How to understand Islam in Afghanistan

Afghan Muslims celebrate the death of a Muslim leader during a funeral procession in the southern province of Helmand, Afghanistan, Wednesday, Aug. 22, 2017.

The ceremony was attended by more than 2,000 people, according to provincial officials.

Babak Tajic, the provincial council member in Helmand province, said the crowd of about 1,000 was mostly young men, some wearing traditional burqas and some with head scarves, all of whom are members of the Islamic faith.

He said he was shocked when he learned of the procession, which drew about 200 people, including about 100 members of Afghanistan’s largest minority sect, the Druze.

“They’re doing a good job of showing support,” Tajic said.

He and other Afghan officials were not immediately available for comment.

The head of the religious affairs committee, Mohammed Shamsi, told Reuters the crowd included clerics and religious leaders from several regions.

“I don’t know who they are,” Shamsis deputy, Ahmad Saeed, told the AP.

“The Taliban’s main concern is that if we don’t eradicate the Taliban, they will spread in other parts of the country,” said Omar Aziz, a senior fellow at the American Enterprise Institute, a conservative think tank.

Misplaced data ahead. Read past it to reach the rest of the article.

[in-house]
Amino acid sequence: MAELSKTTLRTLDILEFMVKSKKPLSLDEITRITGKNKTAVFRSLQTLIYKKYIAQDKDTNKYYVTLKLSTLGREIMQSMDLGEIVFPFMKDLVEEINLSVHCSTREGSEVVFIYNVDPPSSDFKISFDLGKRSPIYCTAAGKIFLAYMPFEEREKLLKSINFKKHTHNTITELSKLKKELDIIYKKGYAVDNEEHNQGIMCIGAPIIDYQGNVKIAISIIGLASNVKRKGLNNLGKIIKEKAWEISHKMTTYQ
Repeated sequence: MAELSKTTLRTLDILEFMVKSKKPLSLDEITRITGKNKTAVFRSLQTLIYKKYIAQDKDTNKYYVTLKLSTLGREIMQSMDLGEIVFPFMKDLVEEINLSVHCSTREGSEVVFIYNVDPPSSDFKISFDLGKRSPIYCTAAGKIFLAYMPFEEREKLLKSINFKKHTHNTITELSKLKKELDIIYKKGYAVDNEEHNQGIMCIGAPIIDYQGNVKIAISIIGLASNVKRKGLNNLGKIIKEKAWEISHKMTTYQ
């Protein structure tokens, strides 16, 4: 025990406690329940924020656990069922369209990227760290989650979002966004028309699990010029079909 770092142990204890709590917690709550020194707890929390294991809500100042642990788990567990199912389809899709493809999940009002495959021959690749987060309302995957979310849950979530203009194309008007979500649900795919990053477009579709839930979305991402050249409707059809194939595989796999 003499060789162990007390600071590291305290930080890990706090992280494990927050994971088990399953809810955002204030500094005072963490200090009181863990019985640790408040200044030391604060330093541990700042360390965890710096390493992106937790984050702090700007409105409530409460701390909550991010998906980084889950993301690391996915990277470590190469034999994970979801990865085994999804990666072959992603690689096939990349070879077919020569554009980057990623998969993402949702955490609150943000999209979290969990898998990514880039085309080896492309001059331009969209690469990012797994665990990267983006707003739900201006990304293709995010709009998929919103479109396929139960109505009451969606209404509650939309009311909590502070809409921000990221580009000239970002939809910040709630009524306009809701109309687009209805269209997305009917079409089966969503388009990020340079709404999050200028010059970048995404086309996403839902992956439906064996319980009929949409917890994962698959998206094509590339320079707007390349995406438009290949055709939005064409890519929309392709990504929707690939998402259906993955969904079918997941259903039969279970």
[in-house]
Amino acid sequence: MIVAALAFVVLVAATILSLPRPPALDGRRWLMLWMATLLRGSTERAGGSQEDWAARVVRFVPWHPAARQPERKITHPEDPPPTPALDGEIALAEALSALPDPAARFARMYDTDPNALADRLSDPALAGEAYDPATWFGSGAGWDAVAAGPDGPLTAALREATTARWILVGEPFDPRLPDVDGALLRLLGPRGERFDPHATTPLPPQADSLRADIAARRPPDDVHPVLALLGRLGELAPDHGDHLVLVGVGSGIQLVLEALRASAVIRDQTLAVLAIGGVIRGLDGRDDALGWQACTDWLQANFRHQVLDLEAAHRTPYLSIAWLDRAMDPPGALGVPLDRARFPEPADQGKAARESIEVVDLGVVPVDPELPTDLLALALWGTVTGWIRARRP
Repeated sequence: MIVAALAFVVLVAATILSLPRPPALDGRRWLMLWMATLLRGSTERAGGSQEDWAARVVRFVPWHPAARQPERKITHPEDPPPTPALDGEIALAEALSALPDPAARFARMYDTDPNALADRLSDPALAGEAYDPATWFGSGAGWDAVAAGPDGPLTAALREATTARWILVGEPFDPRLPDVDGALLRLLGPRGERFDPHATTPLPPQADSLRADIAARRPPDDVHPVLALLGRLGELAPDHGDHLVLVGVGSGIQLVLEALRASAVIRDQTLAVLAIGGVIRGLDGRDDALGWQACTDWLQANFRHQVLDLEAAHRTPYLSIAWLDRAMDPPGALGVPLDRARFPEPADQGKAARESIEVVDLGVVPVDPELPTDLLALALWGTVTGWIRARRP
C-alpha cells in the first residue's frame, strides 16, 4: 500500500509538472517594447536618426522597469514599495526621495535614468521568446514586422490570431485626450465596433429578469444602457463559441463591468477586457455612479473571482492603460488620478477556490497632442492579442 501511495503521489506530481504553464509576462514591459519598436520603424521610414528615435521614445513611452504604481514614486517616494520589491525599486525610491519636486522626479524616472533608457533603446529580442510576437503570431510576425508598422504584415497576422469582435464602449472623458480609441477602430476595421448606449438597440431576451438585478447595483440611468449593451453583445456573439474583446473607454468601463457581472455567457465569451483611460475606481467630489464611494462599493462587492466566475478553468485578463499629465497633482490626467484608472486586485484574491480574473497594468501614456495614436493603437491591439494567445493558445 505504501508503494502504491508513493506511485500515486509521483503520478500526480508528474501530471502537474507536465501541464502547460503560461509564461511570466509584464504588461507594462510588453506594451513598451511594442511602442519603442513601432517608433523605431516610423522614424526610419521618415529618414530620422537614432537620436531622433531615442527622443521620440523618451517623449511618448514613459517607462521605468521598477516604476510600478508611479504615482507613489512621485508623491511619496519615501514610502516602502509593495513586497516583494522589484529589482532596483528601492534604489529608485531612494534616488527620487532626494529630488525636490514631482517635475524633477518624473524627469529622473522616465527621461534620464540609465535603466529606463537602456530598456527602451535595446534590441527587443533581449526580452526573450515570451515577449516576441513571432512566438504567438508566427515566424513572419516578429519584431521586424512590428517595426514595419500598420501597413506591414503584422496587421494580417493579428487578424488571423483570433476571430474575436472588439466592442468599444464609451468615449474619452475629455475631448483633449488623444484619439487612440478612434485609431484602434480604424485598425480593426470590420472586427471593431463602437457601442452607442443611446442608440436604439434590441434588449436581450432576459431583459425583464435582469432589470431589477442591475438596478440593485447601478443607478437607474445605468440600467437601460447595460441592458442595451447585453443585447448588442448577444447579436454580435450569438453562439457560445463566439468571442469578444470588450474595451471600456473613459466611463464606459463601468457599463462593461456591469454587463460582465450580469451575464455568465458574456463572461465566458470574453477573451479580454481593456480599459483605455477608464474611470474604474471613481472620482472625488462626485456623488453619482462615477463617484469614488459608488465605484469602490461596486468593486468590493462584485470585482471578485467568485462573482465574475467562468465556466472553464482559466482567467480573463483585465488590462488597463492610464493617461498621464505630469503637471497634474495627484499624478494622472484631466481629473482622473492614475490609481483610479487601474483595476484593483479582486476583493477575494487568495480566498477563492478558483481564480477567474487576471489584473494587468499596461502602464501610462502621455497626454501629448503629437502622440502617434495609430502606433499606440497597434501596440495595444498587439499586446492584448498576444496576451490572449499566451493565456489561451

The Taliban, which has waged an insurgency against the government of President Ashraf Ghani, have seized a number of provinces since 2014, including Helmand and Helmandi provinces.

They have denied responsibility for the bombing and said they are fighting for their core values.

Afghan President Ashfaq Parvez Kayani is attending the funerals of the three attackers, who were killed in an air raid in Helman province on Aug. 14.

The Islamic State group claimed responsibility for that attack, which it claimed was carried out by the Afghan government.

In a statement, the Taliban said the bombings “disproportionately killed innocent civilians and targeted the people of Afghanistan.”

Afghan security officials and government officials have blamed the Taliban for a number the recent attacks in the country, which have left scores of people dead and injured hundreds more.

The United States has also said that the Taliban and other militant groups are using the country as a recruiting ground for foreign fighters, including members of al Qaeda and the Islamic State.

Taliban spokesman Zabihullah Mujahid said that “the Taliban will not allow anyone to harm Afghan civilians.”

“We will continue our fight until the whole world is free from the Taliban,” he added. ___